Some time around 100, 000 BC, we were already making paints. Red and yellow pigments were found on-site, along with tools that may have been used to make a paste. The fact that paints were available at this time may mean that it’s creators were capable of complex though. A couple of signs point to sophisticated cognition; to make paint, you need to be able to plan and experiment, and the use of paint seems to imply symbolic thought, meaning it’s creators must have been imaginative.
The year is close to 20, 000 BC, and we have cave paintings. Paints before this time may have been used on the body, but at this point we have complex representation of animals in our cave paintings. There were paintings of the outline of hands up to 40000 years ago, but these paintings are a bit less sophisticated than the depictions we see later, which also use more complex pigments.
By the Classical Era, humans had learned to mix pigments together to make more vivid paint. One particularly dangerous method of making paint was by mixing hot mercury with sulphur; at this time, medical knowledge was limited, and the dangers of mercury were little known. A deep blue was unobtainable by Europeans until the Middle Ages, when they began to use lapis lazuli from trading partners in Afghanistan. The “ultra” in ultramarine doesn’t mean “extreme”, it means “beyond” as in “beyond the sea”, because of its foreign origin.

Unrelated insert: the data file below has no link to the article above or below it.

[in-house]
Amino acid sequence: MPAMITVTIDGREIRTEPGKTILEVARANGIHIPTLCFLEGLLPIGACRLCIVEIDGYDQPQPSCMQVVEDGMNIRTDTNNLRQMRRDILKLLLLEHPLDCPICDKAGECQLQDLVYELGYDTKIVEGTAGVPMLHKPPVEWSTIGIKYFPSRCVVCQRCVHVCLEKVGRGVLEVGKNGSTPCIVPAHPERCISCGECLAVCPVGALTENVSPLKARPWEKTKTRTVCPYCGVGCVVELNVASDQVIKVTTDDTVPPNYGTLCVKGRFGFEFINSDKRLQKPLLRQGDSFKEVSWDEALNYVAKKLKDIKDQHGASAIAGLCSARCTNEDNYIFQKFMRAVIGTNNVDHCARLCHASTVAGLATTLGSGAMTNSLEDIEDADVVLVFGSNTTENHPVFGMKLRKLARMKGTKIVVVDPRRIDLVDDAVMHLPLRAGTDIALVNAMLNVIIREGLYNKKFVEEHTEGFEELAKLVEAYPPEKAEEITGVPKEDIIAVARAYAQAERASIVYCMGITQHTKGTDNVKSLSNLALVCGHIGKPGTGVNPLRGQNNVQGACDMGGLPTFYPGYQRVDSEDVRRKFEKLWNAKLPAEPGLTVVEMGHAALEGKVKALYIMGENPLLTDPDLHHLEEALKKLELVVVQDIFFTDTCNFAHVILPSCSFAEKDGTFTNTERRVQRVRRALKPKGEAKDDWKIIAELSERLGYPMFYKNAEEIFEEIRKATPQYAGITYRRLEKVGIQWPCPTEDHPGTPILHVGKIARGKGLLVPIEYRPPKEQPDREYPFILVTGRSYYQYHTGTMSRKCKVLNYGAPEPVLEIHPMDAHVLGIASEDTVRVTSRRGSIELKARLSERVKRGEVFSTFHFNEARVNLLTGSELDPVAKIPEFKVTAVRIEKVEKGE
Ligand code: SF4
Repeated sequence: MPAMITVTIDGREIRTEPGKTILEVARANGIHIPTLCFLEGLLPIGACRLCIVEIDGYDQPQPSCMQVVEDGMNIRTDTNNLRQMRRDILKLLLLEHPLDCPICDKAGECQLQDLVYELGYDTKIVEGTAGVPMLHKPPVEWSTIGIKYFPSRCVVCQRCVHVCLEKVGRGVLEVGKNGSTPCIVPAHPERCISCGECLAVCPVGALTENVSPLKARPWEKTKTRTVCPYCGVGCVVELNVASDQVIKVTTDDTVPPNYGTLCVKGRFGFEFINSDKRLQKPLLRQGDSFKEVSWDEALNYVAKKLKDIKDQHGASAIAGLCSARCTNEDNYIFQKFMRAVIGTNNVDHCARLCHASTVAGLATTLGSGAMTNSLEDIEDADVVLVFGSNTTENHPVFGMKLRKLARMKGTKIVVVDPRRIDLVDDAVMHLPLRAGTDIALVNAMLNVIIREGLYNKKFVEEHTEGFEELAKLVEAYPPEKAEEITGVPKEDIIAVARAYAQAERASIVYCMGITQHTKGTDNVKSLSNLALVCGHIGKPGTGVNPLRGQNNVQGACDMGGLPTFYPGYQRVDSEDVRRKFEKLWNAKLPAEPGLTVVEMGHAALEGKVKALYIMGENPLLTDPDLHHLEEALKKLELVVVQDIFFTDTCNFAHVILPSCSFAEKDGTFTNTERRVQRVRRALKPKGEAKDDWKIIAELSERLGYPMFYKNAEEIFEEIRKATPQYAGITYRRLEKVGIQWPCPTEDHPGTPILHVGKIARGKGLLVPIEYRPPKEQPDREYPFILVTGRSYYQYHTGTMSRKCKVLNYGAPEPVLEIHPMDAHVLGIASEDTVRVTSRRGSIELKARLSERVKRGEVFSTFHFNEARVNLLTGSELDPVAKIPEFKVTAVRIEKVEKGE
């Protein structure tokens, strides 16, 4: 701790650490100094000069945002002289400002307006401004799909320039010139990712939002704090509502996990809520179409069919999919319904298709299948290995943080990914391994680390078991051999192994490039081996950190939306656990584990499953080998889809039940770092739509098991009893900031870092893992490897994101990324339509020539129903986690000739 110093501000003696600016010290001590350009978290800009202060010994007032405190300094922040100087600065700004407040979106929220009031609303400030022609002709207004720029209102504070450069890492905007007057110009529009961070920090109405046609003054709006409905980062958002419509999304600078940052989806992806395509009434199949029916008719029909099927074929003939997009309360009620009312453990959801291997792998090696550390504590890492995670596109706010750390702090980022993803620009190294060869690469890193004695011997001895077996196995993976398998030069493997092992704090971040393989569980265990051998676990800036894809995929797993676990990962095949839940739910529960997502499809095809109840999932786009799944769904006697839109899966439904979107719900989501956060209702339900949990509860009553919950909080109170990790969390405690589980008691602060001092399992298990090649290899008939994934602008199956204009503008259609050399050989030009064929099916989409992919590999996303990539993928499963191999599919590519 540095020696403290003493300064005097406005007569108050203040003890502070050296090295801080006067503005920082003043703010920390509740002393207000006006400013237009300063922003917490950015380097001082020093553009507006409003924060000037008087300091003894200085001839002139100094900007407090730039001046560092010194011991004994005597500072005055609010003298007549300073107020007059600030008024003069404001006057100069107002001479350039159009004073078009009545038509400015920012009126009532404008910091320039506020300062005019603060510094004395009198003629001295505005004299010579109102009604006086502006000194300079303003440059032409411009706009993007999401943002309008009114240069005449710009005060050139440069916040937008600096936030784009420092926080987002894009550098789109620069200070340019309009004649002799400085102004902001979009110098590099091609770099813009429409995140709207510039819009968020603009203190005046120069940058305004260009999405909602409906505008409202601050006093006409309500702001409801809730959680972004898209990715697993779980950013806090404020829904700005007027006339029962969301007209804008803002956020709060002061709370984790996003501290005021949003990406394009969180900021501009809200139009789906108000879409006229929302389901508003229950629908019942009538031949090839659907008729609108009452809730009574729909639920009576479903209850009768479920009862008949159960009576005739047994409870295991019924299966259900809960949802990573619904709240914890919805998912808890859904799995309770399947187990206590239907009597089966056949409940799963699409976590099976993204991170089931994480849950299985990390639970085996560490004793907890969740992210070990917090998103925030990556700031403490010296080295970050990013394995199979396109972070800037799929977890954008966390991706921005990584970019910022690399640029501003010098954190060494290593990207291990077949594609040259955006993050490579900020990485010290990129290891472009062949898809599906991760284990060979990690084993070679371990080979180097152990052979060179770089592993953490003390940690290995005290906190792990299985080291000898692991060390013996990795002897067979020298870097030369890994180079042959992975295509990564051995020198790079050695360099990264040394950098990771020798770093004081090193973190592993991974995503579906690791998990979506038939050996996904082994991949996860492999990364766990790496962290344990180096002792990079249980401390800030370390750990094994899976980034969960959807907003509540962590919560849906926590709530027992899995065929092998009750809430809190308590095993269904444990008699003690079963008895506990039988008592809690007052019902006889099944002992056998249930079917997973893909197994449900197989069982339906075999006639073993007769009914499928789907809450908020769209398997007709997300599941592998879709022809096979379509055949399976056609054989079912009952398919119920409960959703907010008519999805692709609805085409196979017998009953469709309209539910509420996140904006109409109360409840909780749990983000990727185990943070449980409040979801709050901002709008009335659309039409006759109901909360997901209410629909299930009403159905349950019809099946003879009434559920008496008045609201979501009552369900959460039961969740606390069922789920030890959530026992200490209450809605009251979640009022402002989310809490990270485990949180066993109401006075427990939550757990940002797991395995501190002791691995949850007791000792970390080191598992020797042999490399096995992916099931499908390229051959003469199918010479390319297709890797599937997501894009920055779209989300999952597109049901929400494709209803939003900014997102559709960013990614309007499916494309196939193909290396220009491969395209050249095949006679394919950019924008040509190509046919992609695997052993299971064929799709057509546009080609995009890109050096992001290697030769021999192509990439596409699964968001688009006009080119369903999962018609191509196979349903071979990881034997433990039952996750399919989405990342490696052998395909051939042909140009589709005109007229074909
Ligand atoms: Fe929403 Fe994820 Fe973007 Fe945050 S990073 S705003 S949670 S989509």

Prior to the 15th century, eggs were often used as binders for pigment; when oils came in, they were difficult to use. Jack van Eyck, a Flemish painter, did not invent oil paint, but popularized many techniques that allowed oil paints to be used more easily.
The 18th century saw synthetic pigments being created, the first of them being Prussian Blue. The 19th century saw an explosion of variety in the types of colours that could be used, as industrialization boosted the supply, and thus lowered the cost, of paint.
During the 20th century, paints gained a lot of the qualities we see used today. They became less toxic as our understanding of medical science increased, and pigments like arsenic and lead were replaced. Acrylic paint was invented during World War II, and remains the standard for high quality interior painting today.